The protestant (Calvinist) church is due to its location (right on the bank of the Danube on the Buda side) and its colourful roof a landmark of Budapest. Not that it is spectacular architecture in some way, but it is a dominating part of the panorama seen from the Pest side.
The church was built 1893-96 by architect Samu Pecz whose monument is right next to the church. Since he was an admirer of medieval architecture (the church was built in a mix of neo-Romanesque and neo-Gothic styles) he is depicted in medieval clothing.Related to:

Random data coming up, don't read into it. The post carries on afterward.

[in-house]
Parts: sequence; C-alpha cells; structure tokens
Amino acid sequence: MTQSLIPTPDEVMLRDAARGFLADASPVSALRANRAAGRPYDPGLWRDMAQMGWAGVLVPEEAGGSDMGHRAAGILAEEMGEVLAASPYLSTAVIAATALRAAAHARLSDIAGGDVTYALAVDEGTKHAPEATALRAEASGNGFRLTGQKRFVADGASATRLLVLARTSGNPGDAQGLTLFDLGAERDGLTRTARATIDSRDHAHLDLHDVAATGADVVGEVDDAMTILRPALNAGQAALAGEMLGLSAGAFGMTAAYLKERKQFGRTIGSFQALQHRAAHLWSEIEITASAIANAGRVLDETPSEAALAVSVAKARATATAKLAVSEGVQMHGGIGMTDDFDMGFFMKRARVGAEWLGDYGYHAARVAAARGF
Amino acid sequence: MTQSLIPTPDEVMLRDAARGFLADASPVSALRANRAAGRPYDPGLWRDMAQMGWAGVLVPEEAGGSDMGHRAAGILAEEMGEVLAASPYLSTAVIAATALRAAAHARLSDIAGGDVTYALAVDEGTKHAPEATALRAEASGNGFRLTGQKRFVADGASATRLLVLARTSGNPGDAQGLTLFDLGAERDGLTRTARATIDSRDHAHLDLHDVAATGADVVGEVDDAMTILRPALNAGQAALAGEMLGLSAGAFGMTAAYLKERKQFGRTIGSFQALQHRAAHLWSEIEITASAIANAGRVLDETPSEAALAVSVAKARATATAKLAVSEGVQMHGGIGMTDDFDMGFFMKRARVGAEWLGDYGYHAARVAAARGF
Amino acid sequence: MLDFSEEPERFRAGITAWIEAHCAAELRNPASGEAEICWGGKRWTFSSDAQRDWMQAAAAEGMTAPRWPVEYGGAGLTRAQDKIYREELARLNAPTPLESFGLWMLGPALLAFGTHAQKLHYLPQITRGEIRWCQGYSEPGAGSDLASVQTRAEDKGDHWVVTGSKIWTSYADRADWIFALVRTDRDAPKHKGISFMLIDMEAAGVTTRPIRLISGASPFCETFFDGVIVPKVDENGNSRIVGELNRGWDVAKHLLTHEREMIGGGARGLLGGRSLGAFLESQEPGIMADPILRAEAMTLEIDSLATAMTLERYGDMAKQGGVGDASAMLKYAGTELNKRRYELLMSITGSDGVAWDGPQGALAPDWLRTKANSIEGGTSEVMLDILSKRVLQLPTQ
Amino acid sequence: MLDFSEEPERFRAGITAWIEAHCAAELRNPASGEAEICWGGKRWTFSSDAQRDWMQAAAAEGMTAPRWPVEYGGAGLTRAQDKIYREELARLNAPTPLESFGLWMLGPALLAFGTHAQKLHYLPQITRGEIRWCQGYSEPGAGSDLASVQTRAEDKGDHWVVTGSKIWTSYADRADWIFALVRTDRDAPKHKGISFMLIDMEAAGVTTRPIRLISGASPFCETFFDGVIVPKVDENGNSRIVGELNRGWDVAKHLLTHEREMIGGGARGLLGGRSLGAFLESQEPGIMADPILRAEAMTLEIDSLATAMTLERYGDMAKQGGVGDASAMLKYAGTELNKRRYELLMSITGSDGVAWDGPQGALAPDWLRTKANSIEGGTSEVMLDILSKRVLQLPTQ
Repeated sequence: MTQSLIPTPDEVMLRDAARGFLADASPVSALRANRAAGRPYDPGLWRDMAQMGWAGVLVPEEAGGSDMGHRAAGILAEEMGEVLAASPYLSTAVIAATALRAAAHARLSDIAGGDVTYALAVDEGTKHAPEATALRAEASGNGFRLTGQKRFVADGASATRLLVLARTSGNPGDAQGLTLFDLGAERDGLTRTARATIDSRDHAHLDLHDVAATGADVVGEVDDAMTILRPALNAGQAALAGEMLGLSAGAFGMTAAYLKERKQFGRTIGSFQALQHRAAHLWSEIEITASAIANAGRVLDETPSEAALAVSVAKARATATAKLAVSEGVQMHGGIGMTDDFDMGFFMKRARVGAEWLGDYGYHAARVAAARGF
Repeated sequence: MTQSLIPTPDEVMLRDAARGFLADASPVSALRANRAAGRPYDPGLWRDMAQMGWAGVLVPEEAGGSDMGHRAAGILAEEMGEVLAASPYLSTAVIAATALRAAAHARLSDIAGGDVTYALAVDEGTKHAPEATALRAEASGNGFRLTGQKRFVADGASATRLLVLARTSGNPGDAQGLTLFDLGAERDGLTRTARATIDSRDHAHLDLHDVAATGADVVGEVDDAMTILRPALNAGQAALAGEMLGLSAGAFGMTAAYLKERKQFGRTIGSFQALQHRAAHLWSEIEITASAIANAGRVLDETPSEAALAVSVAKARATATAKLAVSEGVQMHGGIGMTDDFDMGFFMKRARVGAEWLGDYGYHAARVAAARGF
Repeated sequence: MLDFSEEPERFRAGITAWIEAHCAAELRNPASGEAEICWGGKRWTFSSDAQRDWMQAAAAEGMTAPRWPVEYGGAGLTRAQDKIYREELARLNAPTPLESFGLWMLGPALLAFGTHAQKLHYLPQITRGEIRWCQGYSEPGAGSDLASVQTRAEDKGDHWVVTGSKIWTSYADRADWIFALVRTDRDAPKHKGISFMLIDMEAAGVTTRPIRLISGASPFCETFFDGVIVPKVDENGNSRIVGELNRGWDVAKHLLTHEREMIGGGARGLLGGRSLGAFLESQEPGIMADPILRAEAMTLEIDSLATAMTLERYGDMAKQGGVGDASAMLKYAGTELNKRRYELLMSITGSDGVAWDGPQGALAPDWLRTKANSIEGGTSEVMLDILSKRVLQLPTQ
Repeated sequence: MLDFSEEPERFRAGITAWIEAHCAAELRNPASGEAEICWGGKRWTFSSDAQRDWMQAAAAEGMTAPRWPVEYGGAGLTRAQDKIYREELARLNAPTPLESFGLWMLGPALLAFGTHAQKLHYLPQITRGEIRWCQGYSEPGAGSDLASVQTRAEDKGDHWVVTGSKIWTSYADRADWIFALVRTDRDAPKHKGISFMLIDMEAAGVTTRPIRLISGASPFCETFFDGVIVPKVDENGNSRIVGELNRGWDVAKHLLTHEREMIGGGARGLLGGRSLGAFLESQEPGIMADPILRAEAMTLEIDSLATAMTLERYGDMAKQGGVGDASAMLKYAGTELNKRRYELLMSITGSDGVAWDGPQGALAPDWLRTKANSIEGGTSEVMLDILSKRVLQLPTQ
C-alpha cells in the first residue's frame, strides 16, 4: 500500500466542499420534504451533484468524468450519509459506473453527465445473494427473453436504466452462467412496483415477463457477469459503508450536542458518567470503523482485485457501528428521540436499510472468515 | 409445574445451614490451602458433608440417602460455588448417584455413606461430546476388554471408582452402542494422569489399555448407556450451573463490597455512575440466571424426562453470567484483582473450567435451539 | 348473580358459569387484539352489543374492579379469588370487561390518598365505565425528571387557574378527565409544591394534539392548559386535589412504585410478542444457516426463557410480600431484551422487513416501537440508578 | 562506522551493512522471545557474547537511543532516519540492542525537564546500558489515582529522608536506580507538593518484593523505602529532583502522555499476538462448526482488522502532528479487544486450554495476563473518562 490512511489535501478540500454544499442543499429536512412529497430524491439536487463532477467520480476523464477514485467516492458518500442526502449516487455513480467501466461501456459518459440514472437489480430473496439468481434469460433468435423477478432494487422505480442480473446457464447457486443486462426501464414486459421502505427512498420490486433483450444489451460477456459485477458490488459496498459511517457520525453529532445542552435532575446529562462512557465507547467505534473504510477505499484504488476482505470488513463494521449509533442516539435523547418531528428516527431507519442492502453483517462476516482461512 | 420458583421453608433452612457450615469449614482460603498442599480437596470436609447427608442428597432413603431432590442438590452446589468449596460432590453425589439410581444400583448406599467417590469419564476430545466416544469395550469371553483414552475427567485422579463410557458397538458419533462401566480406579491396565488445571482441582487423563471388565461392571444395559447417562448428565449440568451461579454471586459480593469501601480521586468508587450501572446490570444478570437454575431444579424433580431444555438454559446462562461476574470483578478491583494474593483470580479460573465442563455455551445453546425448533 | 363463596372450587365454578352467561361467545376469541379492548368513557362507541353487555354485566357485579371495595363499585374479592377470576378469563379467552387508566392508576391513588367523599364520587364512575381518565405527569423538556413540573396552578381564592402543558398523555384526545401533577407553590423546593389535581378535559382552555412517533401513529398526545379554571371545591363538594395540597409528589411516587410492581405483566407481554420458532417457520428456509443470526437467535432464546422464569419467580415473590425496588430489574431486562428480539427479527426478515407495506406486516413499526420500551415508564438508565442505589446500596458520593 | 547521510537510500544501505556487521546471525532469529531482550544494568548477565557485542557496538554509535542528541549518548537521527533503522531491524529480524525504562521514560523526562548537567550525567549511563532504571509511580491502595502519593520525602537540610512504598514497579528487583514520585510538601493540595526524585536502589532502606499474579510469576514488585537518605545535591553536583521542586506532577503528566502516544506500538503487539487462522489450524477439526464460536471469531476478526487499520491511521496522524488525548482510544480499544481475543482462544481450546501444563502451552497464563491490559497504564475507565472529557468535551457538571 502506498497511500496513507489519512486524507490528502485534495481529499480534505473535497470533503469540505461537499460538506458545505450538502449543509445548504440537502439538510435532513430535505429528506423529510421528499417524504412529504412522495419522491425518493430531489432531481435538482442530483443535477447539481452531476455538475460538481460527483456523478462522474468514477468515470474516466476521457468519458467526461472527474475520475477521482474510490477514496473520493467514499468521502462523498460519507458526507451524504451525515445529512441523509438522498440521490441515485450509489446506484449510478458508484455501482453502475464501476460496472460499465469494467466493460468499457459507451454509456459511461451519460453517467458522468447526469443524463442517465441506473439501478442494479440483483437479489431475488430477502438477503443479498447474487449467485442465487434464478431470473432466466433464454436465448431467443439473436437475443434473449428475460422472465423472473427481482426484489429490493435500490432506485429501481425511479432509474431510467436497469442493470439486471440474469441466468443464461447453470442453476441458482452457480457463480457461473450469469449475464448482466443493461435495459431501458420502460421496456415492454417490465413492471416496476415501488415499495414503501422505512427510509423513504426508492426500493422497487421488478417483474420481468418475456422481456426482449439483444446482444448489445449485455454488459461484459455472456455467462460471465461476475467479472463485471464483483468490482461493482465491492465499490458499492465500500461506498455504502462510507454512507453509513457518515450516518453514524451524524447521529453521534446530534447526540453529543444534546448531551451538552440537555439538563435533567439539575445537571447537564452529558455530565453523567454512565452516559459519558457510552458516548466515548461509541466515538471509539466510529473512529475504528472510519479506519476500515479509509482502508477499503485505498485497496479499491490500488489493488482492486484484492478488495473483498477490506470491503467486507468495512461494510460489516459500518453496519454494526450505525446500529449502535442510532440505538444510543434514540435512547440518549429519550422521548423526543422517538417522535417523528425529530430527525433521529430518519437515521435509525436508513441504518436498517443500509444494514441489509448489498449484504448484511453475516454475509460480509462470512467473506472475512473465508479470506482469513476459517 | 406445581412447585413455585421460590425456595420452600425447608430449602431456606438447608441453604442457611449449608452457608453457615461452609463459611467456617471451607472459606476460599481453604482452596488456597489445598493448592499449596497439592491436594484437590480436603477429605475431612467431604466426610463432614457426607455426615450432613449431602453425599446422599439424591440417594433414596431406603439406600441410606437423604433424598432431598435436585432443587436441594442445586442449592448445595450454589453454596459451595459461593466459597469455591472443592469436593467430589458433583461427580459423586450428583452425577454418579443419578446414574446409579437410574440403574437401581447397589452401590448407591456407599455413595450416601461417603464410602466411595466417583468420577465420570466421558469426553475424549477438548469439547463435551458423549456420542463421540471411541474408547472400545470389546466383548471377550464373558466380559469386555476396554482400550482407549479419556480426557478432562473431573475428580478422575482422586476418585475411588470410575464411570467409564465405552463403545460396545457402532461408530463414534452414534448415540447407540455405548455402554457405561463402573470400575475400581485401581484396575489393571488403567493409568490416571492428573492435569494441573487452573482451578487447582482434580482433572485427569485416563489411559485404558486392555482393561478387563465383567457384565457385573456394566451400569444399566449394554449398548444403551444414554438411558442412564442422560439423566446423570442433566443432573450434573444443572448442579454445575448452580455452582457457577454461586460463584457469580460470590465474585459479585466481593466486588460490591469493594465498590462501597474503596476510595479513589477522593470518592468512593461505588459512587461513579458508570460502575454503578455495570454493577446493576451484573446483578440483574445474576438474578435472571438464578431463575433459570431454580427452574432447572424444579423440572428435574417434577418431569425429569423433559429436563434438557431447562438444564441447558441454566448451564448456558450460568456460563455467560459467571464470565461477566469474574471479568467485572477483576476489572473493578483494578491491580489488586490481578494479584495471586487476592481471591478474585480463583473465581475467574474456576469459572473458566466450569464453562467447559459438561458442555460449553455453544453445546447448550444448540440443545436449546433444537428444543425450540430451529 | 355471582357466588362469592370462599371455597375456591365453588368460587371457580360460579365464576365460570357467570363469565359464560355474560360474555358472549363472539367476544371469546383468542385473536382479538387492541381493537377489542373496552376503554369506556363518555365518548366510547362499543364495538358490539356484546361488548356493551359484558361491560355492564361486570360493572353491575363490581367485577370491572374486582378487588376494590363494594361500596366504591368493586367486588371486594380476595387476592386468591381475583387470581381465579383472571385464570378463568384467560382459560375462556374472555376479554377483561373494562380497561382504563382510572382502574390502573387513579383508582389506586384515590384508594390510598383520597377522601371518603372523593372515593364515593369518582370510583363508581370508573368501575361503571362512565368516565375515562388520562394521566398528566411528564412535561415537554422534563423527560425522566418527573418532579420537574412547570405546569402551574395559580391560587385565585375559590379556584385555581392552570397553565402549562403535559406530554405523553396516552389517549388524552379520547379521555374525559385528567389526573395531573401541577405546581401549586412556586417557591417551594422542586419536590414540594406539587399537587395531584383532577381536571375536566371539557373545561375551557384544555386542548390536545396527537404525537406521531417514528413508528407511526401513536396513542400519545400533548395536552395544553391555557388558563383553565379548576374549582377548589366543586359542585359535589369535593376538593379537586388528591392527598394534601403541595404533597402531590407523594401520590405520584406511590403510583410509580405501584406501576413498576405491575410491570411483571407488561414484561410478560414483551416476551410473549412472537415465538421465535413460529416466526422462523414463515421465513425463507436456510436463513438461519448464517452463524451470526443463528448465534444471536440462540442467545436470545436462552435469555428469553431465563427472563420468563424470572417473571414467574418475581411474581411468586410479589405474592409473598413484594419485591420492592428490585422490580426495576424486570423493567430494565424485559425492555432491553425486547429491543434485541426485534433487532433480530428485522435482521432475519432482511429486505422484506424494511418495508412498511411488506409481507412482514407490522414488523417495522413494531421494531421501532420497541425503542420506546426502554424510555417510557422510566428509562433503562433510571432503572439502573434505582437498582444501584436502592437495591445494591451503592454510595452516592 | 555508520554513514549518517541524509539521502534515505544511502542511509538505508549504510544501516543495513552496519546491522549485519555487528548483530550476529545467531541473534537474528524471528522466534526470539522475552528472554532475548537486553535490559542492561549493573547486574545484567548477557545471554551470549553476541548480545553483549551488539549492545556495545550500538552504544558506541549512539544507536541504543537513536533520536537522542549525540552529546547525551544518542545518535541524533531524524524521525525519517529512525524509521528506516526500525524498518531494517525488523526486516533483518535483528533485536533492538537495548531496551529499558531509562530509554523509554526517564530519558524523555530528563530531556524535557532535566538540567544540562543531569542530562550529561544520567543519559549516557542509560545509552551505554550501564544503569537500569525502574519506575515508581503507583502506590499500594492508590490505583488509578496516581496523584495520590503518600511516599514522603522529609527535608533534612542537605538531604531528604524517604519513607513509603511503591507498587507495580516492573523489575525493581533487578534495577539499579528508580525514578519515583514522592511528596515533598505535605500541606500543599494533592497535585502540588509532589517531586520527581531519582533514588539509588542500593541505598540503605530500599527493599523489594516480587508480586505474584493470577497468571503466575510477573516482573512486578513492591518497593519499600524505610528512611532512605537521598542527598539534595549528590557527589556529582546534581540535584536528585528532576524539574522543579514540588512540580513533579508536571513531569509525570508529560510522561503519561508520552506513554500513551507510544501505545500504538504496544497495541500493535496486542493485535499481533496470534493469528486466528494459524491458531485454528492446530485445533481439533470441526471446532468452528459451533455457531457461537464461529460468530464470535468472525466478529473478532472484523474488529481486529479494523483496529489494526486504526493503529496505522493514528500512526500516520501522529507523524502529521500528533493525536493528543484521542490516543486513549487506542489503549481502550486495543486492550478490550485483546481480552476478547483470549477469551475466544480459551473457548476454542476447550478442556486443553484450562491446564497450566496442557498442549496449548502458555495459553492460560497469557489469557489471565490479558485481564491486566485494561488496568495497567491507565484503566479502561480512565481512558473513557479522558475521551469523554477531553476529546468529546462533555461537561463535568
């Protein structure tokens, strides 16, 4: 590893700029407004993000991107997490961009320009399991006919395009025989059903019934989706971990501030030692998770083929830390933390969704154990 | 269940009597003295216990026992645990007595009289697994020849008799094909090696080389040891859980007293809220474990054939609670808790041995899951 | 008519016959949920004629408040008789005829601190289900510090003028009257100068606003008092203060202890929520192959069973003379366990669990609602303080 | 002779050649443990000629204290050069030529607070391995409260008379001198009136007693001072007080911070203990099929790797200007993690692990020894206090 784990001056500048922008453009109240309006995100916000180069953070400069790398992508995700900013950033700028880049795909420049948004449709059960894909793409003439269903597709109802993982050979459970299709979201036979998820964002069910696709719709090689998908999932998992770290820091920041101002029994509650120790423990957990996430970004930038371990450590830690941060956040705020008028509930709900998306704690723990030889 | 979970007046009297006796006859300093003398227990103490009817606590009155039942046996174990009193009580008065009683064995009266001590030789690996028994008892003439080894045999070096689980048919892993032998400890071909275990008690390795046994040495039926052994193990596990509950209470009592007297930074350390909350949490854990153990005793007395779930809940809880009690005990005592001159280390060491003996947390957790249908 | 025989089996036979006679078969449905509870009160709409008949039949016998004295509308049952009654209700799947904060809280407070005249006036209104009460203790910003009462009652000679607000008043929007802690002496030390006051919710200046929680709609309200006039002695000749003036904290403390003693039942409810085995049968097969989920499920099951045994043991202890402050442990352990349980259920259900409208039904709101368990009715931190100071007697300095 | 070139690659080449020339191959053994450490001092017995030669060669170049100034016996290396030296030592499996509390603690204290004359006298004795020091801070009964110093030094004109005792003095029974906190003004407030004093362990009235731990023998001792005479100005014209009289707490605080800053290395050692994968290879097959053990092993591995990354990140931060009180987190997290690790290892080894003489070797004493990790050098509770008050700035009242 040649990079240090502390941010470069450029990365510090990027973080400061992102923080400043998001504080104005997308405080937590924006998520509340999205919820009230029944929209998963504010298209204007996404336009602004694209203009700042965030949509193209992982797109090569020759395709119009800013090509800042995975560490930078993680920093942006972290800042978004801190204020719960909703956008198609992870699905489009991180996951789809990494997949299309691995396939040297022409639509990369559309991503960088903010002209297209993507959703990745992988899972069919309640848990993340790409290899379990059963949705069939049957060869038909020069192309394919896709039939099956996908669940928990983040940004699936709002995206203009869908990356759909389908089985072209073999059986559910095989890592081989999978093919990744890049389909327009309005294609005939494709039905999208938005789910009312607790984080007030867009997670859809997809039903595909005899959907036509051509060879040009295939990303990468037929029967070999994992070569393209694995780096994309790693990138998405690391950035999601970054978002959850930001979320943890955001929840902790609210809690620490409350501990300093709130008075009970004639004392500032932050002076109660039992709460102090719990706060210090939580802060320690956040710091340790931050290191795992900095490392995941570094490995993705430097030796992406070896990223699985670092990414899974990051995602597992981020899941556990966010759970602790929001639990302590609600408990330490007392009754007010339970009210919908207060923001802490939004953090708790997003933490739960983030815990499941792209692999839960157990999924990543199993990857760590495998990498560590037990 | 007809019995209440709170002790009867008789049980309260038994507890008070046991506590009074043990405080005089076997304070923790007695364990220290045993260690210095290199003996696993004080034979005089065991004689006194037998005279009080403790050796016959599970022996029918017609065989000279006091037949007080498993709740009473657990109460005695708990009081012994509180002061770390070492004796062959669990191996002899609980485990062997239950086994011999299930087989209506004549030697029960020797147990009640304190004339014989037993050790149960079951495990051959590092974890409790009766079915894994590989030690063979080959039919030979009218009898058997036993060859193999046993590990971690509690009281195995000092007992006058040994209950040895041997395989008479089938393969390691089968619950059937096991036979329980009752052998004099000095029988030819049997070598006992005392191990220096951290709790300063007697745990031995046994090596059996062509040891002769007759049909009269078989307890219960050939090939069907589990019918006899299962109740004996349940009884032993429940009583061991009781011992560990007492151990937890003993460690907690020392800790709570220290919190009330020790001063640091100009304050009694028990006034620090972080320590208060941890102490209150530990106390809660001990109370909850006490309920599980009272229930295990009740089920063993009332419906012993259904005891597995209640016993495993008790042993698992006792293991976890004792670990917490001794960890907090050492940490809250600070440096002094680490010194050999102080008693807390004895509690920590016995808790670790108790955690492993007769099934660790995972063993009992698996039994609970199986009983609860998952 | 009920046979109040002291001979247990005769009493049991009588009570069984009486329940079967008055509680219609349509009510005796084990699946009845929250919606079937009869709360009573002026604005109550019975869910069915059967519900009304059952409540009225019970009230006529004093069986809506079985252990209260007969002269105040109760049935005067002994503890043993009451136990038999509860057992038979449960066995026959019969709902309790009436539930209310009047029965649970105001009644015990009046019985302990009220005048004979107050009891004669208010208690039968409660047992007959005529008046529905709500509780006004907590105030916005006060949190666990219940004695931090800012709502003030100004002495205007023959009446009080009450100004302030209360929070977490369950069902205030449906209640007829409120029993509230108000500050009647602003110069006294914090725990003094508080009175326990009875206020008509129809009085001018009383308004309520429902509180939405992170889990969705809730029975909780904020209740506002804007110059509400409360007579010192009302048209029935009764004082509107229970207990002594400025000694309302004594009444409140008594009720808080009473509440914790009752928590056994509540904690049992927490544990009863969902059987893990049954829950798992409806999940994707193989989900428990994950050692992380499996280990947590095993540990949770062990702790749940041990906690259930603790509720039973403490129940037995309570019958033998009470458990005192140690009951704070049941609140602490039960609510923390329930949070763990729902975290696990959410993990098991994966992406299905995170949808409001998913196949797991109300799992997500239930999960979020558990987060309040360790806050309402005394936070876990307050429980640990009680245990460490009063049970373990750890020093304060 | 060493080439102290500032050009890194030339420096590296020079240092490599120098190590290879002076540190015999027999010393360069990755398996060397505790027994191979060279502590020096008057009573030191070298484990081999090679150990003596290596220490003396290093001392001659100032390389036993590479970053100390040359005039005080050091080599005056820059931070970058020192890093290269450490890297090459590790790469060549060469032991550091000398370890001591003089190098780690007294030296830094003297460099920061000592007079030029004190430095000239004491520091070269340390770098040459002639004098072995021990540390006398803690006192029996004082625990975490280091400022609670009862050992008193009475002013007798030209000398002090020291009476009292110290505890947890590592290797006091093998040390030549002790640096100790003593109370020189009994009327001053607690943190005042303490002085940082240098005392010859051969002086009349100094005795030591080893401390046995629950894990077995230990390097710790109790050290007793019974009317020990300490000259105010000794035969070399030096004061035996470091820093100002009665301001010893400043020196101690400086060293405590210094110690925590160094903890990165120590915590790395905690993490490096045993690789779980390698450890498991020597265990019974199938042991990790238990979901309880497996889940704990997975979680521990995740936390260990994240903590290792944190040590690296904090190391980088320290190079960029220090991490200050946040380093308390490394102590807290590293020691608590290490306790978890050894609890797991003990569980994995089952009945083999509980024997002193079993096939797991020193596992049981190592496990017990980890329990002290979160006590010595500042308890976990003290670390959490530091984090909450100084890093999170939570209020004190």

Maria Magdalena church tower
The tower is basically all that is left of the former Maria Magdalena church in Buda's old town at Kapisztran ter. The Franciscan church from 1276 had served as the parish church for the Hungarian citizens of Buda in medieval times (the choir for Catholics, the nave for Protestants) - with permission by the Turks who later turned this church also in a mosque.
In WWII nave and choir were destroyed, only the tower survived. One typical Gothic window was reconstructed and you can also see the bases of the church walls. It seems the place has nowadays become a popular place for the younger locals to hang out.Related to:
- Religious Travel
Yeah, I know, I never thought I would recommend a Hilton as "Off the beaten path" tip. LOL